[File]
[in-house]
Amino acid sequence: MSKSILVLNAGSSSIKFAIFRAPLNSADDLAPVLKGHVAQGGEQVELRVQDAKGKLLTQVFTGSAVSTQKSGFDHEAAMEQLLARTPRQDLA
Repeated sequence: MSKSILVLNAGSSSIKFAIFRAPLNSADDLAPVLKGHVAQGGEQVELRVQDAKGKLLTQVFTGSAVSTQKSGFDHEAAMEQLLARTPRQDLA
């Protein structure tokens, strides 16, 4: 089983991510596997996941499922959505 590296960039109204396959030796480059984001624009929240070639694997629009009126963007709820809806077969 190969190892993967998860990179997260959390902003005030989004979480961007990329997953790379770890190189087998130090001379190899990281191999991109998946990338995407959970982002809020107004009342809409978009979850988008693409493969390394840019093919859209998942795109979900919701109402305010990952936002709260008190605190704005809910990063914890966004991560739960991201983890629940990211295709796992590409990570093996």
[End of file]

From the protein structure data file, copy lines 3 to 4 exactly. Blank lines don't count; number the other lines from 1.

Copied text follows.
Repeated sequence: MSKSILVLNAGSSSIKFAIFRAPLNSADDLAPVLKGHVAQGGEQVELRVQDAKGKLLTQVFTGSAVSTQKSGFDHEAAMEQLLARTPRQDLA
């Protein structure tokens, strides 16, 4: 089983991510596997996941499922959505 590296960039109204396959030796480059984001624009929240070639694997629009009126963007709820809806077969 190969190892993967998860990179997260959390902003005030989004979480961007990329997953790379770890190189087998130090001379190899990281191999991109998946990338995407959970982002809020107004009342809409978009979850988008693409493969390394840019093919859209998942795109979900919701109402305010990952936002709260008190605190704005809910990063914890966004991560739960991201983890629940990211295709796992590409990570093996």